What can I say? I like games that have some sort of singing. I liked the pop platformer Sayonara Wild Heartshomemade DJ in FuserTeenage Blob game and the recently released Robot Hi-Fi Rush just to name some of the top of my vision.
Music is definitely a big part of these games, but Stray Gods: Role Playing Musical took a different musical path, since it is actually a musical. I’m talking like a full-fledged musical that is ballading, calling for the curtain, leaving the stage. And understand: this is also a modern retelling of the myths about the Greek gods. It feels like my inner theater child has drunk ten Red Bulls and is waiting to explode.
Wandering Gods follows Grace, a college dropout who tries to make it big with her band, but after she gets caught up in some divine drama and gains the power of the Muse, she is framed for murder and must find a way to prove her innocence. The main stories are about hope, self-discovery and trying to deal with your own shit – all told through the power of song.
Creating a musical entirely in game form is an idea that David Hyder and Liam Esler didn’t hesitate to embrace when they co-founded Australia’s Summerfall Studios. Hyder is known for his impressive work as the lead writer on the Dragon Age series, and while writing about Greek gods is a step away from his previous fantasy work, writing a musical is a whole different realm.
“When Liam and I got together, we talked about if we started a studio, what would we do that would be different, but something that we both really wanted to do,” Hyder says. “I thought let’s do a musical, I’ve always wanted to try and we thought it would be easy but it turned out to be small a little more difficult.”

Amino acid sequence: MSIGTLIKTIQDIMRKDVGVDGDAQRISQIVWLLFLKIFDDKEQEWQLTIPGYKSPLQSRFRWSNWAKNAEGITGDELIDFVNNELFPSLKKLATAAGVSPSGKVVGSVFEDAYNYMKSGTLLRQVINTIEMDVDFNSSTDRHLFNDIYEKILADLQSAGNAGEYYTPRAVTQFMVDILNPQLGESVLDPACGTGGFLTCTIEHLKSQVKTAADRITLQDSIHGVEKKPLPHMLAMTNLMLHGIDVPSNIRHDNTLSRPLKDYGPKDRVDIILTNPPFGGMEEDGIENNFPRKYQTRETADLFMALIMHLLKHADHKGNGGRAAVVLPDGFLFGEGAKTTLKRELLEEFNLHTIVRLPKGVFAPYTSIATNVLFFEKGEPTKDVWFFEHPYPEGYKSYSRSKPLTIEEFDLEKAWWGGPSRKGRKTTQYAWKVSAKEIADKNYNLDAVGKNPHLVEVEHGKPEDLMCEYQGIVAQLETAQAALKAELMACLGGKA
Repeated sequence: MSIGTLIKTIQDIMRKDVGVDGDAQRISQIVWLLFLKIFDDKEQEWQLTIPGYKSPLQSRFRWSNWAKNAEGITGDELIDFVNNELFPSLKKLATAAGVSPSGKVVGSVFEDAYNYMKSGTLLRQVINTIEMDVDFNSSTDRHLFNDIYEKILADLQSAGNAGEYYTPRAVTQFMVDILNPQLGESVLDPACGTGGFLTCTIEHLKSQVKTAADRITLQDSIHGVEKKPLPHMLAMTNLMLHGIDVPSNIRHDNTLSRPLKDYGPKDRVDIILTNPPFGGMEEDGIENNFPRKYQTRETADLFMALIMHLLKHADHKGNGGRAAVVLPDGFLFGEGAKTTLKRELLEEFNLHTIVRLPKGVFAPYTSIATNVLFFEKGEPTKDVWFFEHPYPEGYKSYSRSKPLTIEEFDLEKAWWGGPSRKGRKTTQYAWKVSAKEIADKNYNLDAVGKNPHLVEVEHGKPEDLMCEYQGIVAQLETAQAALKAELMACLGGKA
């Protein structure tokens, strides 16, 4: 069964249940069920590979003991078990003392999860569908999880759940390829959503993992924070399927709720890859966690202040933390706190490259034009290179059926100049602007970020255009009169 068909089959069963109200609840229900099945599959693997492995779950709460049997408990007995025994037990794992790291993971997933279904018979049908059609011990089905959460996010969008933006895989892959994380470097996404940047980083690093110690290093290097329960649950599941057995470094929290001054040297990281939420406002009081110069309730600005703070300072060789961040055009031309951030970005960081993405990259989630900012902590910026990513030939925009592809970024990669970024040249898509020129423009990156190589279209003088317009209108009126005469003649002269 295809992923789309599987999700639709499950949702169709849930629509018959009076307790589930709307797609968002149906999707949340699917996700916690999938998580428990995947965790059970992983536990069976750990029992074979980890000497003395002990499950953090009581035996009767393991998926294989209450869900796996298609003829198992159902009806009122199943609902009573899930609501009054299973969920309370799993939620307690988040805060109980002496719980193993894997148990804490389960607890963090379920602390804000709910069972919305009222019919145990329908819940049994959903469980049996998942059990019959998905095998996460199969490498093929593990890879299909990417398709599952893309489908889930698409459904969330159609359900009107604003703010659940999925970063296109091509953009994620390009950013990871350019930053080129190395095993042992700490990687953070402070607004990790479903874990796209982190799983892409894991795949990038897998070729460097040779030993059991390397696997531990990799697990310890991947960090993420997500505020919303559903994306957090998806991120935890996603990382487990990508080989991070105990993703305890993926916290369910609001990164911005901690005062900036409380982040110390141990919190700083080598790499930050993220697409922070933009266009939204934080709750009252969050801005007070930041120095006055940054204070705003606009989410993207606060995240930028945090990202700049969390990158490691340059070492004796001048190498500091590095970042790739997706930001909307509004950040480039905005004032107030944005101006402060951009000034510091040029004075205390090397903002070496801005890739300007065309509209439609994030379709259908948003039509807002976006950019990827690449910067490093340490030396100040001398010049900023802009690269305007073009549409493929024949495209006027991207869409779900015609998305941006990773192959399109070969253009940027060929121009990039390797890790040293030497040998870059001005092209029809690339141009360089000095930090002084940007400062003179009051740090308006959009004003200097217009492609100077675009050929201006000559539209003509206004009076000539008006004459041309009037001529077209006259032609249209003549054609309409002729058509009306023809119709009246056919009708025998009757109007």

That sure sounds complicated. Hyder told me that Stray Gods will have a total of 4-5 hours of musical content, with each playthrough allowing you to hear about an hour of light content. However, the reason you’ll only hear a quarter of the music is because Stray Gods is a choice-driven adventure, and every decision you make drastically changes the text and music you hear.
After playing the demo for Stray God at LudoNarraCon last week, I got to see this system in action. The song seemed to be at the beginning of the game—potentially even the opening number—and Grace and the mythological Muse Calliope sang a melancholy duet to an empty auditorium. As the song progresses, I choose which song Grace sings, deciding how closed or open she is to Calliope about her feelings of loss and loneliness. It’s something I’ve only seen before in Kentucky Route Zero’s incredible rendition of “Too Late to Love You,” and it has exactly the same mesmerizing effect. I met Grace less than 5 minutes ago, I already feel for her. I feel like they’ve been well and truly dragged out, and it’s down to the game’s OST (seemingly very manipulative).
“As a writer, I guess I have a way of accessing the players’ emotions. “It’s something I always want to do, and you do it for hours and hours of playing,” says Hyder. – But there is a feeling that when you are in a song, it is like a fast way to someone’s emotions. You can make someone fall in love with one song, whereas in games I’ve written before, it would take us hours and hours to get that kind of investment from someone.”